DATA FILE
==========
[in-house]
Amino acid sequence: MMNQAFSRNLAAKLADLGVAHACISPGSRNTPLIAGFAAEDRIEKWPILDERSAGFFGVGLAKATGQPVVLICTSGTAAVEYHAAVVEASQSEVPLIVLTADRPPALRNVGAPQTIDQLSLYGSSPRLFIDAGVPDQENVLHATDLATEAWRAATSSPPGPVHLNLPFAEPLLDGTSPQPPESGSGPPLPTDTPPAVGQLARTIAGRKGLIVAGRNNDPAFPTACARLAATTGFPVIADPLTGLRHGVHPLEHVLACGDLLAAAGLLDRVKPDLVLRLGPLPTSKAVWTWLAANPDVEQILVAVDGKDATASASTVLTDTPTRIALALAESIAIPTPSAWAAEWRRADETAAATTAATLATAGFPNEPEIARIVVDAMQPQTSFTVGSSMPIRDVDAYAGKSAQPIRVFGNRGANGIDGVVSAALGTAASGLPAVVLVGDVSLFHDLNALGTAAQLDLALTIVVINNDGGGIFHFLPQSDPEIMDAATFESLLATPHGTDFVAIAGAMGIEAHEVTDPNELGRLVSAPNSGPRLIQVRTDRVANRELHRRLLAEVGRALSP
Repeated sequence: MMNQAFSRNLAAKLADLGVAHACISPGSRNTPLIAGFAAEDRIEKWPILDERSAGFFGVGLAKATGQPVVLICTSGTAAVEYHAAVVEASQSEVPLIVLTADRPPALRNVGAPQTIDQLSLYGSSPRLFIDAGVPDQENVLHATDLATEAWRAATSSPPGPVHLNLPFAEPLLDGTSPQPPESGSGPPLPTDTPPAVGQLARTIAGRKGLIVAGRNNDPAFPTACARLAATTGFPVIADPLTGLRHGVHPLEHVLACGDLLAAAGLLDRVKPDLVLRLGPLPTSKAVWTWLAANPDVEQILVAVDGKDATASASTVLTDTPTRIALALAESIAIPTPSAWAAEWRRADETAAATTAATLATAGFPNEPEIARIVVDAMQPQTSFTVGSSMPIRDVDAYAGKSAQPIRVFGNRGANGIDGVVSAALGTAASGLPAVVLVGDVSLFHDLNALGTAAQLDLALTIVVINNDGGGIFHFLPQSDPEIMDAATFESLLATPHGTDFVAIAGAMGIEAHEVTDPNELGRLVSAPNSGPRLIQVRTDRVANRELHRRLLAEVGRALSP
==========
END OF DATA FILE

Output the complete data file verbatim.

[in-house]
Amino acid sequence: MMNQAFSRNLAAKLADLGVAHACISPGSRNTPLIAGFAAEDRIEKWPILDERSAGFFGVGLAKATGQPVVLICTSGTAAVEYHAAVVEASQSEVPLIVLTADRPPALRNVGAPQTIDQLSLYGSSPRLFIDAGVPDQENVLHATDLATEAWRAATSSPPGPVHLNLPFAEPLLDGTSPQPPESGSGPPLPTDTPPAVGQLARTIAGRKGLIVAGRNNDPAFPTACARLAATTGFPVIADPLTGLRHGVHPLEHVLACGDLLAAAGLLDRVKPDLVLRLGPLPTSKAVWTWLAANPDVEQILVAVDGKDATASASTVLTDTPTRIALALAESIAIPTPSAWAAEWRRADETAAATTAATLATAGFPNEPEIARIVVDAMQPQTSFTVGSSMPIRDVDAYAGKSAQPIRVFGNRGANGIDGVVSAALGTAASGLPAVVLVGDVSLFHDLNALGTAAQLDLALTIVVINNDGGGIFHFLPQSDPEIMDAATFESLLATPHGTDFVAIAGAMGIEAHEVTDPNELGRLVSAPNSGPRLIQVRTDRVANRELHRRLLAEVGRALSP
Repeated sequence: MMNQAFSRNLAAKLADLGVAHACISPGSRNTPLIAGFAAEDRIEKWPILDERSAGFFGVGLAKATGQPVVLICTSGTAAVEYHAAVVEASQSEVPLIVLTADRPPALRNVGAPQTIDQLSLYGSSPRLFIDAGVPDQENVLHATDLATEAWRAATSSPPGPVHLNLPFAEPLLDGTSPQPPESGSGPPLPTDTPPAVGQLARTIAGRKGLIVAGRNNDPAFPTACARLAATTGFPVIADPLTGLRHGVHPLEHVLACGDLLAAAGLLDRVKPDLVLRLGPLPTSKAVWTWLAANPDVEQILVAVDGKDATASASTVLTDTPTRIALALAESIAIPTPSAWAAEWRRADETAAATTAATLATAGFPNEPEIARIVVDAMQPQTSFTVGSSMPIRDVDAYAGKSAQPIRVFGNRGANGIDGVVSAALGTAASGLPAVVLVGDVSLFHDLNALGTAAQLDLALTIVVINNDGGGIFHFLPQSDPEIMDAATFESLLATPHGTDFVAIAGAMGIEAHEVTDPNELGRLVSAPNSGPRLIQVRTDRVANRELHRRLLAEVGRALSP